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Last week, Governor Jerry Brown declared a drought emergency for the state of California as 2013 was the driest year in the state’s history since records started being kept about 100 years ago. State water reservoirs are critically low and farmers, lawmakers, and environmentalists’ growing concerns have gone from a slow drip to a raging storm. Activists and farmers recently joined forces and came in droves from the Central Valley to rally on the capitol steps in Sacramento, demanding action as water levels drop and anxiety levels rise.

California residents have been asked to be vigilant and cut back on household water use, but only about 4 percent of California’s water footprint is individual, personal use. A stunning 93 percent goes to agriculture, according to a 2012 Pacific Institute report, so if we really want to talk about drastic conservation, perhaps we should look at our food choices.

Of the foods produced in the Golden State, the thirstiest by far are those that are derived from animals. Household impact is a trickle compared to the flood of water needed to produce meat, dairy, and eggs, especially when compared to plant foods. For example, a study at Cornell University found that producing one pound of animal protein requires about 100 times more water than producing one pound of grain protein. Another study adds to the overflow of evidence finding that the amount of water needed to produce one pound of beef is almost 1,600 gallons, compared to just 102 gallons for a pound of wheat.

Humans drink less than one gallon of water per day, but a cow can drink up to 23 gallons of water a day, according to a North Dakota State University study. That’s a huge amount of water to keep millions of animals alive.

Not only does it take vast amounts of water to hydrate the animals, millions of additional gallons of fresh water go to irrigate the feed for livestock, to wash excrement off the concrete floors, to clean the blood and grease from the equipment in the butchering process, and further uses that are not necessary in plant food production. For example, a dairy operation that utilizes an automatic flushing system can use up to 150 gallons of water per cow, per day, the United States Department of Agriculture Natural Resource Conservation Services reports.

The crops we have chosen to quickly fatten up our farm animals are wasting water as well. Corn and soybeans, which represent the vast majority of livestock’s diet, are comparably cheap as a result of government subsidies. However, these crops are also exogenous; they have a deeper thirst for water than endogenous crops, which are dormant in the warm summer months when there is a high demand for water. Exogenous crops like corn and soy require more water and are therefore yet another drain on an already wasteful system of processing animal products, as a study published in Water Policy reveals.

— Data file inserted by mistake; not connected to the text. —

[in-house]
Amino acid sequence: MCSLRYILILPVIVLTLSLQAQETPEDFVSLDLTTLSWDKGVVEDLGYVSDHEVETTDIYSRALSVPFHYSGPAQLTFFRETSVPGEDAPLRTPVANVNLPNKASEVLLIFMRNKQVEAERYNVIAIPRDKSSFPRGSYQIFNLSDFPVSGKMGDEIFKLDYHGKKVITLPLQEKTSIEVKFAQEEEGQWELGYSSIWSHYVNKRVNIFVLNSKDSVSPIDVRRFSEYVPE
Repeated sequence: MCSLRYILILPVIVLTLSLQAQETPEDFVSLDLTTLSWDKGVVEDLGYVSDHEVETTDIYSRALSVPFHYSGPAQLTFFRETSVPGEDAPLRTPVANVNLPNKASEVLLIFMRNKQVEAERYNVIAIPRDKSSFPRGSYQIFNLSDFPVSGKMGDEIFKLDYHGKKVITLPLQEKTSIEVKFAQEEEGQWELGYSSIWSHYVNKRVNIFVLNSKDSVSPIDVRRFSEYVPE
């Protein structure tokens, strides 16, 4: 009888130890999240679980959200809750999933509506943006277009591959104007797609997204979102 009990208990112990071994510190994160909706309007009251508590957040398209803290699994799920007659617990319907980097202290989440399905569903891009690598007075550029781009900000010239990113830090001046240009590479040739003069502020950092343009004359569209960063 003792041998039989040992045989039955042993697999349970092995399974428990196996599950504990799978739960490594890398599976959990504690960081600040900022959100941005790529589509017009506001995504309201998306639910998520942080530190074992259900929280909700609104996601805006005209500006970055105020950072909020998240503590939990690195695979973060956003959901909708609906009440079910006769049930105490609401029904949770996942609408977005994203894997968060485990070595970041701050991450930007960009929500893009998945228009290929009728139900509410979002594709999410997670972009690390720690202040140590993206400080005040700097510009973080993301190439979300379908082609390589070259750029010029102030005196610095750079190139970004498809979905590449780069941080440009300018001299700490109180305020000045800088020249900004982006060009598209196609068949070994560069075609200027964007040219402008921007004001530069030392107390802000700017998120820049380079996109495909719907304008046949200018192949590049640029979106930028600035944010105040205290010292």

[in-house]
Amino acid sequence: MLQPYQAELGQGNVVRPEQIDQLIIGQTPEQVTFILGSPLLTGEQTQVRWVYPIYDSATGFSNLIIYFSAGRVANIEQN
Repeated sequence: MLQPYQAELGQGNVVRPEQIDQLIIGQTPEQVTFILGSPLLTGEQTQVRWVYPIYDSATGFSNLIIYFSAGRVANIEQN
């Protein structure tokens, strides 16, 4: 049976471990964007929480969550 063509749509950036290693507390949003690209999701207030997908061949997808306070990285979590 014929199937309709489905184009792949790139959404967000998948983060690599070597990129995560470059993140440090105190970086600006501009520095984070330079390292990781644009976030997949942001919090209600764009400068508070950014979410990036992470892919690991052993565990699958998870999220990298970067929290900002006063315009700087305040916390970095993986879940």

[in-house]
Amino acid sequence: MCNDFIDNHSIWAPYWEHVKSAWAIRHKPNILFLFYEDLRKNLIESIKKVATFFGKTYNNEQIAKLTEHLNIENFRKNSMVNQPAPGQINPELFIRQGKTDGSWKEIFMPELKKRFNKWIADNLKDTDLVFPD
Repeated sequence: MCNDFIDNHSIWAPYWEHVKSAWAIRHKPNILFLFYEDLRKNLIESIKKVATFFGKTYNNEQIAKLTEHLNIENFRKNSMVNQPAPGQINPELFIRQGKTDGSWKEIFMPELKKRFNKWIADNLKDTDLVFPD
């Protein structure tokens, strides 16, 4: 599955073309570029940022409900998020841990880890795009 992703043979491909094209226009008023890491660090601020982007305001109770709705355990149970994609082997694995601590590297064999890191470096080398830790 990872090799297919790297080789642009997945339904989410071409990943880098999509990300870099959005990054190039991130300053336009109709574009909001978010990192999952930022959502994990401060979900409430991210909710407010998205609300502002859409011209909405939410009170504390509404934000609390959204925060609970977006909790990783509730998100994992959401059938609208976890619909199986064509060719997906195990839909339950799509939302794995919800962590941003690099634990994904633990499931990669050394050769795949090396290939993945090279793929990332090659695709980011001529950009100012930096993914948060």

Most people shower every day an average of about seven minutes of hot water with the showerhead flowing out about two gallons of water a minute. The Water Education Foundation calculates that every pound of California beef requires about 2,464 gallons of water to produce. You would save more water just by replacing a pound of beef with plant foods than you would by not showering for six months!

People are looking to grass-fed beef as a possible eco-alternative to commercial operations, but the grass is no greener for grass-fed animals. In fact, pasture raised animals require more water than their factory farmed cousins, because they have a higher activity level and spend more time in the sun, especially during the summer months. Grass-fed beef can also produce 50 to 60 percent more greenhouse gas emissions than their grain-eating counterparts, sometimes producing as much as four times more methane emissions than feedlot cattle, reports Science News.

California families are concerned and ready to take action. Responsible citizens will be taking shorter showers, shutting off the water while brushing their teeth, and only washing clothes with a full load. But what most people don’t know is the much greater impact of their diet.

Each of us has an opportunity to take action that could cut our water waste far more than any household use by reducing or eliminating animal products from our diet. It takes less water to produce one year’s worth of food for a completely plant-based diet than it does to produce one month’s worth of food for a diet with animal products.

As Californians, we know it’s healthy to eat more veggies, whole grains, beans, and fruits. We also know that animals are suffering — living miserable, short lives in filthy, confined conditions, being cruelly treated, and brutally slaughtered. Now, we have a statewide crisis and could run out of one of life’s absolute necessities: fresh, clean water.

It may be more abstract than just turning off the tap, but the foods we choose impact our water supply. Eating more veggies, fruits and grains, and reducing or eliminating our consumption of meat, milk, and eggs will help your family decrease their environmental footprint, get healthy, help animals, and preserve enough fresh water for generations of Californians to come.

Image Source: Sander Hoogendoorn/Flickr

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41 comments on “California’s Drought — Who’s Really Using all the Water?”

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Sheranne Cane